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By Larry Austin
Island Dispatch Editor
The Grand Island Town Board’s workshop meeting Monday was its first chance to discuss mowing on the West River Connector Trail since the state revisited its maintenance plans last week.
Western District Director Mark Mistretta of the New York State Office of Parks, Recreation and Historic Preservation mailed a letter June 13 to residents about revised mowing plans on the West River following a stakeholder meeting organized by Councilwoman Bev Kinney.
Kinney told the board during the workshop in Town Hall that she emailed Angela Berti of State Parks about the grass mowing after receiving “lots of complaints, lots of concerns” from residents.
“This is not working,” Kinney said of the previous maintenance along West River. “And we understand, all of us did, the weather has been miserable for three months, but you definitely can say that the grass is unusually high, 3-and-a-half and 4 feet in some areas.”
Board members met with the state and West River Home Owners Association leaders and residents to see action on mowing, which they received in the form of the letter from Mistretta describing changes to a 50/50 plan, “50% lawn and 50% meadow. However, after receiving numerous phone calls as well as input at this meeting, we have revisited that plan and will instead mow much more than initially planned. As such, we will execute an 80/20 plan – 80% lawn and 20% meadow.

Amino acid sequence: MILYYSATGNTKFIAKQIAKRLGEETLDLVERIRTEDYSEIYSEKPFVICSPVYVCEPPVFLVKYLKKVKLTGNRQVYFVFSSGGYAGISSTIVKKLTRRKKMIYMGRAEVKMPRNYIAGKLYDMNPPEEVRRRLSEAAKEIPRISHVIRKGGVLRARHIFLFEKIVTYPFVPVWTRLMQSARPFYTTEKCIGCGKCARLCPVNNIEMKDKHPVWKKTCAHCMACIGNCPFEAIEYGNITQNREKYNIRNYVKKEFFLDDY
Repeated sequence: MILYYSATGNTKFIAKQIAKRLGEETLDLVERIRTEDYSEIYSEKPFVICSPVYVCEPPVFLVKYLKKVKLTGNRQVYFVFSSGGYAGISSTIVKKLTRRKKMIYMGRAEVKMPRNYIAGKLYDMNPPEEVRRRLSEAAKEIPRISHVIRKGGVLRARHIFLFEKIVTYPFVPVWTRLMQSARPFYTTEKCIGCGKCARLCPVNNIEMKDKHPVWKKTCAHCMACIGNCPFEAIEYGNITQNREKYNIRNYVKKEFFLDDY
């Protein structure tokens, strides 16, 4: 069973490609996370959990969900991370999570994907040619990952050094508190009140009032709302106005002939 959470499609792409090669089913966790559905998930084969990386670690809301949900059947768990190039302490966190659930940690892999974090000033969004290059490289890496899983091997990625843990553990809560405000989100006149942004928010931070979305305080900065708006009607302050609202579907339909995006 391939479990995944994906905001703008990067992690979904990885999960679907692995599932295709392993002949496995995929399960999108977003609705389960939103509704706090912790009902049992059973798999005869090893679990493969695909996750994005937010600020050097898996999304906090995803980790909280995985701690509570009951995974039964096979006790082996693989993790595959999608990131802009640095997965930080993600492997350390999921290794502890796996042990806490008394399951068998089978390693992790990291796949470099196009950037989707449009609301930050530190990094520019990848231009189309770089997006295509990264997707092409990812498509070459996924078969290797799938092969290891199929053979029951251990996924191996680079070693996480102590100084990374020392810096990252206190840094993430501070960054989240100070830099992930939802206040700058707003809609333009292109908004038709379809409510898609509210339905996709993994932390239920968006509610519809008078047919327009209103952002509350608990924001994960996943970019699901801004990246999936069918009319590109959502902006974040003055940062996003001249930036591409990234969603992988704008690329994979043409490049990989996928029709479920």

“The 80/20 plan will leave wet areas, low points, drainage swales and areas in front of undeveloped parcels with taller meadow grasses. Everywhere else that is practical will be mowed. Please understand that to accomplish this, it will take at least a couple of mowings as well as a redeployment of staff from other projects, including invasive removals along the shoreline, to accomplish the goal of a more uniformed landscape. We ask for your continued patience as we work to develop an area we can all be proud of.”
“I was glad to hear when they came back as quickly as they did,” Kinney said of the letter. “Because at a point they’re saying, ‘Be patient.’ And I said, ‘It’s the middle of June. How much more patience do you expect? If we get more rain, it’s just going to get worse.”
Kinney said all in attendance at the meeting agreed “the grass needed to be cut from end to end to get it back to some sort of starting point, because it’s a mess.”
Kinney commended June Crawford, WRHOA president, and other residents of West River Road. The WRHOA was “well represented” at the meeting, Kinney said.
The letter from the state further said, “We also continue to ask that private mowing of the median stop.” Councilman Peter Marston said during the work session that a lot of residents want to mow. Marston said he would hate to see the state “disable them from doing that.” Residents will do a nicer job of cutting grass with less damage, he said.
“And if you don’t want to do it, then don’t. Then the state will probably handle your piece, but the less the state has to mow, the less it costs us, and ultimately that’s our tax dollars,” Marston said.
Councilwoman Jennifer Baney said government wants less mowing overall. “But the situation that Pete brings up is very unique,” she said, citing the proximity of a neighborhood to the park. Mowing is being reduced at many state parks across the country. “But when you have residential right across the street, I have a similar concern,” Baney said.